Under the Volcano by Malcolm Lowry takes place almost entirely on a single day - The Day of the Dead in Mexico. It is the day that Geoffrey Firmin's estranged wife Yvonne returns after a year apart, in an attempt to save their marriage. But it is too late. His current relationship with alcohol has replaced his previous relationship with his wife.
It is the last day of Geoffrey Firmin's life.
Geoffrey misses and loves his wife, but he destroys his chance, spending the entire day in a drunken haze, sliding into self-destruction. He is clearly a high-functioning alcoholic and he tests this by drinking more and more as the day goes on.
The novel gives us a look into the mind of Geoffrey, his wife, his brother Hugh, and his old friend Jacque. We get a peek into their actions and memories, and (in the case of Geoffrey) hallucinations. It gives us a look at the problems of substance abuse and the denial inherent in those who suffer it.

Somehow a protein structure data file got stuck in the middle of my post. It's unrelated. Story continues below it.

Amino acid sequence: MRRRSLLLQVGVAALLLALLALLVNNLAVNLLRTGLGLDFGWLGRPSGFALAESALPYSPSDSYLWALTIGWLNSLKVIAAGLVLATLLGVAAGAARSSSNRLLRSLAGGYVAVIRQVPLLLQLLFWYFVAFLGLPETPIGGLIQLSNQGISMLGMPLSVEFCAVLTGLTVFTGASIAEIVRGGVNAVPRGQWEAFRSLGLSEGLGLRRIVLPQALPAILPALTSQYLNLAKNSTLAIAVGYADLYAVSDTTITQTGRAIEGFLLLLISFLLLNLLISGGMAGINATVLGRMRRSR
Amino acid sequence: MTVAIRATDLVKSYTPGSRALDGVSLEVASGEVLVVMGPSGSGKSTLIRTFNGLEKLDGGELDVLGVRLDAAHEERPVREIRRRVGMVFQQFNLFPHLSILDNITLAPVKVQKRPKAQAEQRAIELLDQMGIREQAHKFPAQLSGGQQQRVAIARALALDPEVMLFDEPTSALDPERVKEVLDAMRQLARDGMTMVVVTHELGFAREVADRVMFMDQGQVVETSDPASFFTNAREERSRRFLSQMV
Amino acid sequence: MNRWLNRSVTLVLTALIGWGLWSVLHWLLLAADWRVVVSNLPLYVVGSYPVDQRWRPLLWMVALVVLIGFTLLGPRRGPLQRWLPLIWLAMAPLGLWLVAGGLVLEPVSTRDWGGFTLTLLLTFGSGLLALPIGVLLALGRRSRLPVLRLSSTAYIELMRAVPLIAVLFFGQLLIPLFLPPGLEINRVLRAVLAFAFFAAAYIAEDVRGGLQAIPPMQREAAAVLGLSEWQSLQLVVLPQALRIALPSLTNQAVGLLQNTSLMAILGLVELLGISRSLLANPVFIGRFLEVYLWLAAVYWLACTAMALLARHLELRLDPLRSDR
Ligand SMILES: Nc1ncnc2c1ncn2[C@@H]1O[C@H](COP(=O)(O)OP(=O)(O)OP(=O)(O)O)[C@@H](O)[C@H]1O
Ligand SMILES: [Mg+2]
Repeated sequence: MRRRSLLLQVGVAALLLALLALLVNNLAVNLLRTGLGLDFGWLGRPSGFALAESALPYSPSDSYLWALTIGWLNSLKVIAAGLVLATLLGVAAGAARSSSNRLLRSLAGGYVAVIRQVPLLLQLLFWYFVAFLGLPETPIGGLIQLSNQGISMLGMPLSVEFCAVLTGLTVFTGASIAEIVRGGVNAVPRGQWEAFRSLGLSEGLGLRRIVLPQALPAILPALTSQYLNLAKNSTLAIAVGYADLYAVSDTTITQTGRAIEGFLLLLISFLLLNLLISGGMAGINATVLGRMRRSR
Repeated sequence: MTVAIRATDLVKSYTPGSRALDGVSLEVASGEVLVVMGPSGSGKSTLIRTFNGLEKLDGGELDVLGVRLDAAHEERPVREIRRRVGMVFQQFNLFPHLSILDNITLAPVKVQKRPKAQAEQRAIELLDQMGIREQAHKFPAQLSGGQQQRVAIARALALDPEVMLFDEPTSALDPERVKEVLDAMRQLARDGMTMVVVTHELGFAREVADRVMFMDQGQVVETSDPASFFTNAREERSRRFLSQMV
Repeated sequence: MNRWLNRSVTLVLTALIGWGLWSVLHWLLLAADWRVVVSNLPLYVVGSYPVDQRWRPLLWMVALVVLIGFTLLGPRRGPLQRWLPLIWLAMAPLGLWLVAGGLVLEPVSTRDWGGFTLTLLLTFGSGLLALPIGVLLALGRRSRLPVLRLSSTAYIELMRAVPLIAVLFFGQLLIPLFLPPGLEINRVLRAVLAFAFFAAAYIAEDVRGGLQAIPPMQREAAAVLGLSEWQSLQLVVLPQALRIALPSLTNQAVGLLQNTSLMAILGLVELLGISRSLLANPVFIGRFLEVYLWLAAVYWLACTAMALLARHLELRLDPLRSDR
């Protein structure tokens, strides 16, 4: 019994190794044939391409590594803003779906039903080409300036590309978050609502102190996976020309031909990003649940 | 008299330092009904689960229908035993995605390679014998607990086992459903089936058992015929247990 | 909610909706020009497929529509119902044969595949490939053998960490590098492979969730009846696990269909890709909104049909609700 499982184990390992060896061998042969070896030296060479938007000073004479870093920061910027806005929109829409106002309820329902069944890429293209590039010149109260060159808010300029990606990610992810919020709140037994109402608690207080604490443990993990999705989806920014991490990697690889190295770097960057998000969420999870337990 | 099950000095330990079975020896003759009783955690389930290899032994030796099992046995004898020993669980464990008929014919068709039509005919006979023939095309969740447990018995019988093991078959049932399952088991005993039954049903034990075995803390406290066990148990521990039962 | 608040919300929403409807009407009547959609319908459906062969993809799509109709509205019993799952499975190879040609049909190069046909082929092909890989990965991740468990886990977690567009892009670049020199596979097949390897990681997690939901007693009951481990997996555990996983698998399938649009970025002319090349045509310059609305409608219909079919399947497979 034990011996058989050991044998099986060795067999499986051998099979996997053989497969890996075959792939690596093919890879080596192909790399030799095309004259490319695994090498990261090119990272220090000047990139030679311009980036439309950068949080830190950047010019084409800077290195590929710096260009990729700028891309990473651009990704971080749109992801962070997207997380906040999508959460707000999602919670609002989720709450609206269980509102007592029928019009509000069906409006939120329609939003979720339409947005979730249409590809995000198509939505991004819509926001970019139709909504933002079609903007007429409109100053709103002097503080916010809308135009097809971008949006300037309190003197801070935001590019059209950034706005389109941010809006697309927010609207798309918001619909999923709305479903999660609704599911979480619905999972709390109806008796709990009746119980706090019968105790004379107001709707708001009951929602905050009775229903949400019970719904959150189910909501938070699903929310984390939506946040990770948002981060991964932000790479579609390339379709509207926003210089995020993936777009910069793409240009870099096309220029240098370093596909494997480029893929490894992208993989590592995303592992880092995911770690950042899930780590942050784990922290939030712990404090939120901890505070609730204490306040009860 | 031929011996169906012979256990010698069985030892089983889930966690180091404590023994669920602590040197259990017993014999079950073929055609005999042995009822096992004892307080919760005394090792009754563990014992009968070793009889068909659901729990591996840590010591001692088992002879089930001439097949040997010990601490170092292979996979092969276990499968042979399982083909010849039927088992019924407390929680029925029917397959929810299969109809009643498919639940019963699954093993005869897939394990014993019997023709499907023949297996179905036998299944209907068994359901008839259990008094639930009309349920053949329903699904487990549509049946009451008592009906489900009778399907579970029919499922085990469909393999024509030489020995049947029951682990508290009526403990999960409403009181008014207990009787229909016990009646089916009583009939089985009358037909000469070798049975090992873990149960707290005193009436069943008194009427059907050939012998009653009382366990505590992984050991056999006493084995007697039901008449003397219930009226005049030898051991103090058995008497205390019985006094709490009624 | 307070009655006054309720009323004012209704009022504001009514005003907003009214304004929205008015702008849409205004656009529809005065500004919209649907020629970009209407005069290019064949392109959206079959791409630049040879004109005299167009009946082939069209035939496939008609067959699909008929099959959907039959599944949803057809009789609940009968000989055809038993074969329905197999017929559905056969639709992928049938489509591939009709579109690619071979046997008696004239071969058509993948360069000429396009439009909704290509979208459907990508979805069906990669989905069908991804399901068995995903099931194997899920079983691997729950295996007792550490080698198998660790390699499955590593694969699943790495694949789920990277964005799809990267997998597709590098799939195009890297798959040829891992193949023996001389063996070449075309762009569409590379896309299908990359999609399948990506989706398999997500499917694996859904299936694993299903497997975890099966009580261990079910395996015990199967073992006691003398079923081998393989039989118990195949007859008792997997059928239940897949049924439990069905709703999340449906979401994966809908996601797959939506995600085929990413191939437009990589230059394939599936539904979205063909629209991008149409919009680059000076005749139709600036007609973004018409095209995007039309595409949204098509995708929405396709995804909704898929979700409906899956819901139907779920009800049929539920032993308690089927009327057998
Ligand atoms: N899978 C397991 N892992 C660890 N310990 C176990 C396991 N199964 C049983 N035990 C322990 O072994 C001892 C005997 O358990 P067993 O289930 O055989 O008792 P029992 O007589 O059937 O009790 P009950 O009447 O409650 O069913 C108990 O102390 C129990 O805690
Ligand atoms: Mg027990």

Beer, whiskey, tequila, and mescal lead the protagonist on a downward spiral. We know where it ends; but, like a highway accident, we cannot look away.
The title refers to the two volcanoes that loom above the central Mexican City of Quauhnahuac, where the action takes place; but, also to all the unspoken conflict below the guilt and anger felt by the main characters.
Those who know me well will know what memories Geoffrey's behavior triggered in me. In Geoffrey, I saw a version of myself in a period of my life when I embraced the pain inflicted by another, rather than attempting to heal my wounds. Fortunately, I emerged from my self-destructive behavior and recovered (mostly).
Geoffrey did not.